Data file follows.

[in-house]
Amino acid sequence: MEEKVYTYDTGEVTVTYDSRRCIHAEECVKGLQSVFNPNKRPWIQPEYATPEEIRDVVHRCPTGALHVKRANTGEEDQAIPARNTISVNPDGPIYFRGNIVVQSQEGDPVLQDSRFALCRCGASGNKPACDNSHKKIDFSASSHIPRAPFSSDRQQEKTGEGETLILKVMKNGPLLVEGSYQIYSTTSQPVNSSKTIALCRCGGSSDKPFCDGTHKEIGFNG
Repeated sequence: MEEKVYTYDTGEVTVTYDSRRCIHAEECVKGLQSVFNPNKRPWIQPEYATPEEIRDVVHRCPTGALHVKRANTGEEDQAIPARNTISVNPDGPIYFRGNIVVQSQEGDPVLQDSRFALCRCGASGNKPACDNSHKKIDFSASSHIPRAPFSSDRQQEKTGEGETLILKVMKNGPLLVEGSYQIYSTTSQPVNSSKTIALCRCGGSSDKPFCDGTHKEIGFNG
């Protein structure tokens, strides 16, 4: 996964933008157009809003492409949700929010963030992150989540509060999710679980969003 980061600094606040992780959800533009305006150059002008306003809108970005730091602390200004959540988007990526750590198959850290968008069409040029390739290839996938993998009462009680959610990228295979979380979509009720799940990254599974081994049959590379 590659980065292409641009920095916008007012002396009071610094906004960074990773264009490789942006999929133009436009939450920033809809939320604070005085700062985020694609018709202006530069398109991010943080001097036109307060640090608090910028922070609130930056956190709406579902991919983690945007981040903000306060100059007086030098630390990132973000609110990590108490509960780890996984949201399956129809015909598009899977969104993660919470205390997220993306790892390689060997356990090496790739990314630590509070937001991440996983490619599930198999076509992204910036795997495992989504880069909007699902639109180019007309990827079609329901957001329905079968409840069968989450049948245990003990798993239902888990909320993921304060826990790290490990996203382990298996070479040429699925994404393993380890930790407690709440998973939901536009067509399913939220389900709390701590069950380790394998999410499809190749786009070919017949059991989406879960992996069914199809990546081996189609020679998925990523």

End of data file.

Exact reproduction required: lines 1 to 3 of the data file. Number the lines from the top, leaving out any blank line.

[in-house]
Amino acid sequence: MEEKVYTYDTGEVTVTYDSRRCIHAEECVKGLQSVFNPNKRPWIQPEYATPEEIRDVVHRCPTGALHVKRANTGEEDQAIPARNTISVNPDGPIYFRGNIVVQSQEGDPVLQDSRFALCRCGASGNKPACDNSHKKIDFSASSHIPRAPFSSDRQQEKTGEGETLILKVMKNGPLLVEGSYQIYSTTSQPVNSSKTIALCRCGGSSDKPFCDGTHKEIGFNG
Repeated sequence: MEEKVYTYDTGEVTVTYDSRRCIHAEECVKGLQSVFNPNKRPWIQPEYATPEEIRDVVHRCPTGALHVKRANTGEEDQAIPARNTISVNPDGPIYFRGNIVVQSQEGDPVLQDSRFALCRCGASGNKPACDNSHKKIDFSASSHIPRAPFSSDRQQEKTGEGETLILKVMKNGPLLVEGSYQIYSTTSQPVNSSKTIALCRCGGSSDKPFCDGTHKEIGFNG